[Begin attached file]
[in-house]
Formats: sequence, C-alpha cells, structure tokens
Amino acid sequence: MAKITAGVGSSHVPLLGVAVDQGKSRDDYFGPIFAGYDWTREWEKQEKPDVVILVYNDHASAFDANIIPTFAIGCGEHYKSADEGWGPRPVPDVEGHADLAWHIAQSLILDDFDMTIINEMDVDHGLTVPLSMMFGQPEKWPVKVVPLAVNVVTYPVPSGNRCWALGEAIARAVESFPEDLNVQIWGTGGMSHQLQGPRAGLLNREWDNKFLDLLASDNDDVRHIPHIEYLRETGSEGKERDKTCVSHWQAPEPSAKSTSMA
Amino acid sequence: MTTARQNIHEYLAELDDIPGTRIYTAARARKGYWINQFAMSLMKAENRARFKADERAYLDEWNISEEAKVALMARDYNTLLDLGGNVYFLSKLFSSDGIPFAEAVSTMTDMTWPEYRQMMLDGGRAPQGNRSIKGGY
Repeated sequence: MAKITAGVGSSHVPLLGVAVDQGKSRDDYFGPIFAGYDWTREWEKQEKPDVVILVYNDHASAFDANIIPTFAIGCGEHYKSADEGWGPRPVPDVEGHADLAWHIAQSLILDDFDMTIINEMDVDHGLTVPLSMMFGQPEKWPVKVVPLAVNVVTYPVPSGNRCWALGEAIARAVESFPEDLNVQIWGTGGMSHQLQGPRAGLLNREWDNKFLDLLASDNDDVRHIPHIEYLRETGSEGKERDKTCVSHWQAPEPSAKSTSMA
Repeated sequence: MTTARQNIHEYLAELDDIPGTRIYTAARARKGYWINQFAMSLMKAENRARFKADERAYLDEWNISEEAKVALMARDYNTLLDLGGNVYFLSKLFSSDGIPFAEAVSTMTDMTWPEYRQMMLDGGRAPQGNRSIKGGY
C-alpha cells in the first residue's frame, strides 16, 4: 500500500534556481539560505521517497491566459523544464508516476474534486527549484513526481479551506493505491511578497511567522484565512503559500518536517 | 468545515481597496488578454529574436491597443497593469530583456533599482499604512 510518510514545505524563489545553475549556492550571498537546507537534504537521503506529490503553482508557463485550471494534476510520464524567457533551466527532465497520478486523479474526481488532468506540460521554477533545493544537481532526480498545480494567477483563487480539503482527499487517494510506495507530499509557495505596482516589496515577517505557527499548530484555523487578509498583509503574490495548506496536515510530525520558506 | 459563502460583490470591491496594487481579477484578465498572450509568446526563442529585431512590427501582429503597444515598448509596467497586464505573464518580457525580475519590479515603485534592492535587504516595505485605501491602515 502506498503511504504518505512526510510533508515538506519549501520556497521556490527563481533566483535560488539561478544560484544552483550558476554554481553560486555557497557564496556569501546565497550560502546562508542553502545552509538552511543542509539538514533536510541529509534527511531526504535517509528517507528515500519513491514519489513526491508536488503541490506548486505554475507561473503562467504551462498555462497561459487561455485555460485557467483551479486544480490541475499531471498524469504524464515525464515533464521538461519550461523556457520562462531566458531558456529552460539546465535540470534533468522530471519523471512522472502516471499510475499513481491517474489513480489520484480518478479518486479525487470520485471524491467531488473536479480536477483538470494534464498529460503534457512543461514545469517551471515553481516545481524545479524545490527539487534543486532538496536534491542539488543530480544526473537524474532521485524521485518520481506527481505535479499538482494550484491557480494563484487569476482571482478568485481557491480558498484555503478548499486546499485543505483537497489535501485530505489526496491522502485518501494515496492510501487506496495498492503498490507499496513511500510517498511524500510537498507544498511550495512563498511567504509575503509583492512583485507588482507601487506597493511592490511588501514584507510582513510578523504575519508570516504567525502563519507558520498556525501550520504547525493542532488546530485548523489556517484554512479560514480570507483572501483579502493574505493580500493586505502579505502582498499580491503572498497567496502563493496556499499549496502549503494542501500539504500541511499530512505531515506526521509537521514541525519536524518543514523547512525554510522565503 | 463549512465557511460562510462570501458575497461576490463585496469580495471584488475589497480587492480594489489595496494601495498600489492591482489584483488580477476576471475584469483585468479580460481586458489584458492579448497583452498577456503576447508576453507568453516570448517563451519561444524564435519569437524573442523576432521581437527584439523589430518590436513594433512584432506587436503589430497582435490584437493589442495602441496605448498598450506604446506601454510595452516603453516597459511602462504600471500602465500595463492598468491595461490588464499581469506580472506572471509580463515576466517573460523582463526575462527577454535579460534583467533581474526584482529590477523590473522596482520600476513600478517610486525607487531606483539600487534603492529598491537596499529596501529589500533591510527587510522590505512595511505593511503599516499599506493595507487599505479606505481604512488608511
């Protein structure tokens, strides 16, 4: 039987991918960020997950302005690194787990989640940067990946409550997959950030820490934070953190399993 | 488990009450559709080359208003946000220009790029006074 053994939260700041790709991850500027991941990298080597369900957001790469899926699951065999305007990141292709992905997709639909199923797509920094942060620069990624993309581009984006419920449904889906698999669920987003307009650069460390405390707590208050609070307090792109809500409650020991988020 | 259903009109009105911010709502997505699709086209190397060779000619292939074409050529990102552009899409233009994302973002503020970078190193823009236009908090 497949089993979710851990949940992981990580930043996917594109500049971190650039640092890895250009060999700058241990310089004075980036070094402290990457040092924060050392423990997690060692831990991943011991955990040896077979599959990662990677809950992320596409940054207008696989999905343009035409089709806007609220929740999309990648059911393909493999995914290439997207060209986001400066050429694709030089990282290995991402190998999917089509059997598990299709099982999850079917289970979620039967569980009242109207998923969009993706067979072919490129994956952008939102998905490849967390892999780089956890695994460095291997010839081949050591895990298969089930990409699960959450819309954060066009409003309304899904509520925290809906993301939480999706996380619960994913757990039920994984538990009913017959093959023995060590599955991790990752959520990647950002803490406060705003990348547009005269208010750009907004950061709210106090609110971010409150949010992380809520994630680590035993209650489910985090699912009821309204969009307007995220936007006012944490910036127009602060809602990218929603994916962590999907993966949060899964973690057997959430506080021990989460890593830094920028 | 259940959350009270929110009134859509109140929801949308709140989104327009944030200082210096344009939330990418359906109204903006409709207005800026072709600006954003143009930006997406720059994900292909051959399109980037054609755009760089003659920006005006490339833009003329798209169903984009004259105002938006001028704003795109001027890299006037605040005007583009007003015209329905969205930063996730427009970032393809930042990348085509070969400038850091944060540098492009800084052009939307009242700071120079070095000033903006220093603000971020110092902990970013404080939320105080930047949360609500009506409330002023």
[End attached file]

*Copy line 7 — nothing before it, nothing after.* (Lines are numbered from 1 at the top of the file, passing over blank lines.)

C-alpha cells in the first residue's frame, strides 16, 4: 500500500534556481539560505521517497491566459523544464508516476474534486527549484513526481479551506493505491511578497511567522484565512503559500518536517 | 468545515481597496488578454529574436491597443497593469530583456533599482499604512 510518510514545505524563489545553475549556492550571498537546507537534504537521503506529490503553482508557463485550471494534476510520464524567457533551466527532465497520478486523479474526481488532468506540460521554477533545493544537481532526480498545480494567477483563487480539503482527499487517494510506495507530499509557495505596482516589496515577517505557527499548530484555523487578509498583509503574490495548506496536515510530525520558506 | 459563502460583490470591491496594487481579477484578465498572450509568446526563442529585431512590427501582429503597444515598448509596467497586464505573464518580457525580475519590479515603485534592492535587504516595505485605501491602515 502506498503511504504518505512526510510533508515538506519549501520556497521556490527563481533566483535560488539561478544560484544552483550558476554554481553560486555557497557564496556569501546565497550560502546562508542553502545552509538552511543542509539538514533536510541529509534527511531526504535517509528517507528515500519513491514519489513526491508536488503541490506548486505554475507561473503562467504551462498555462497561459487561455485555460485557467483551479486544480490541475499531471498524469504524464515525464515533464521538461519550461523556457520562462531566458531558456529552460539546465535540470534533468522530471519523471512522472502516471499510475499513481491517474489513480489520484480518478479518486479525487470520485471524491467531488473536479480536477483538470494534464498529460503534457512543461514545469517551471515553481516545481524545479524545490527539487534543486532538496536534491542539488543530480544526473537524474532521485524521485518520481506527481505535479499538482494550484491557480494563484487569476482571482478568485481557491480558498484555503478548499486546499485543505483537497489535501485530505489526496491522502485518501494515496492510501487506496495498492503498490507499496513511500510517498511524500510537498507544498511550495512563498511567504509575503509583492512583485507588482507601487506597493511592490511588501514584507510582513510578523504575519508570516504567525502563519507558520498556525501550520504547525493542532488546530485548523489556517484554512479560514480570507483572501483579502493574505493580500493586505502579505502582498499580491503572498497567496502563493496556499499549496502549503494542501500539504500541511499530512505531515506526521509537521514541525519536524518543514523547512525554510522565503 | 463549512465557511460562510462570501458575497461576490463585496469580495471584488475589497480587492480594489489595496494601495498600489492591482489584483488580477476576471475584469483585468479580460481586458489584458492579448497583452498577456503576447508576453507568453516570448517563451519561444524564435519569437524573442523576432521581437527584439523589430518590436513594433512584432506587436503589430497582435490584437493589442495602441496605448498598450506604446506601454510595452516603453516597459511602462504600471500602465500595463492598468491595461490588464499581469506580472506572471509580463515576466517573460523582463526575462527577454535579460534583467533581474526584482529590477523590473522596482520600476513600478517610486525607487531606483539600487534603492529598491537596499529596501529589500533591510527587510522590505512595511505593511503599516499599506493595507487599505479606505481604512488608511